Q: “What’s the best way to record vocalists who have different ranges? Should I use a different mic for each?”
Let’s define some terms. No two people have exactly the same pitch ranges but the music world has defined four basic categories, two for women and two for men. Very generally speaking, here are their approximate pitch and frequency ranges (these are rounded off for convenience):
Soprano: Middle C (about 261Hz) to E above High C (about 659Hz), and beyond
Alto: G below Middle C (about 196Hz), up to D above High C (about 587Hz)
Tenor: Second B below Middle C (about 144Hz) to G above Middle C (about 392Hz), and beyond
Bass: E (about 82Hz) an octave and a half below Middle C to Middle C (about 261Hz)
A quick answer would be to try every mic you have and use the one that sounds best for each situation. In general, though, if you have one quality large-diaphragm condenser mic and a good preamp, you should be set. Remember that vital elements of a singer’s individual character are the harmonics that accompany the fundamental notes. Your ability to capture these in a pleasing way is the key to your vocal recording success.
Mic placement will help you control most problems that are associated with individual ranges. Start with the mic on a boom with the capsule about nose height, pointing slightly down towards the singer’s mouth. Try a distance of 6 to 12 inches from the mouth, and be sure to use a pop filter. The following suggestions apply to recording without any compression, EQ – straight from the mic into your preamp:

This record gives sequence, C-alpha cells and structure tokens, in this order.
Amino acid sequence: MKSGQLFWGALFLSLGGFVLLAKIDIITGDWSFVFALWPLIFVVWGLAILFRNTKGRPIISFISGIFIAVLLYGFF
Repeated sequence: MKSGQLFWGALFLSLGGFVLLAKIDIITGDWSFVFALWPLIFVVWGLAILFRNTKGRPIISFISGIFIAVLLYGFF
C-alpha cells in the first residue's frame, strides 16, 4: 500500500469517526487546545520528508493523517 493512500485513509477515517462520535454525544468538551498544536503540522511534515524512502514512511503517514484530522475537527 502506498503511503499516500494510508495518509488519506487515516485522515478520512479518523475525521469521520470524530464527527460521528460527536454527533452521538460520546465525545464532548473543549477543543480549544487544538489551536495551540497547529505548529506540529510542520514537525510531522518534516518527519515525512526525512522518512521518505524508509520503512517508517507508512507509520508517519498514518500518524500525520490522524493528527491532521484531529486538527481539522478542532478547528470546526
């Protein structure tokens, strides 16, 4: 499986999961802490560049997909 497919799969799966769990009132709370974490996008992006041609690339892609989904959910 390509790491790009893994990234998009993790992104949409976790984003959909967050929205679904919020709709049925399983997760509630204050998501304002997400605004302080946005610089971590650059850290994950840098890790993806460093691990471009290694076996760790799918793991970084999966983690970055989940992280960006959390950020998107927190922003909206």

A Bass obviously needs little low-frequency reinforcement. If you’re using a cardioid mic, avoid proximity effect problems: back him off a step from the mic. An omnidirectional mic or setting has few proximity effect issues, and if your recording room allows it (no reflections or unwanted ambient sound) you could use an omni on the bass. If he’s really loud (and can’t sufficiently control his own dynamics) you could turn the mic a bit off-axis to reduce potential clipping.
Tenors, especially in rock music, can get really shrill and screamy in the upper part of their range. Positioning the mic a bit off-axis might help but it could reduce high harmonics. More distance might be necessary.
Altos are an interesting bunch; they can be deep and breathy in low registers (proximity effect will actually help here) and wailing on higher notes. You might need to “train” your alto to move into and away from a cardioid mic as appropriate for the effect.
Sopranos can sound thin and breathless in the high register (think Joni Mitchell) or they can be clear, bright and overpowering (think Aretha Franklin). You might prefer a medium or small-diaphragm mic if you have one, but your large-diaphragm should still work. Sopranos have important harmonics in the 2kHz to 3kHz range so you have to pay careful attention to how your mic, signal chain, and recording process treats these frequencies. Many mics have a bit of what we call a “presence peak” in this area, which can further complicate matters.
We’ve just brushed this topic lightly; vocal miking and recording is an art and a science that requires tons of training and experience. But if you start with a basic understanding of your singer’s range and characteristics you’ll save time and aggravation in the studio.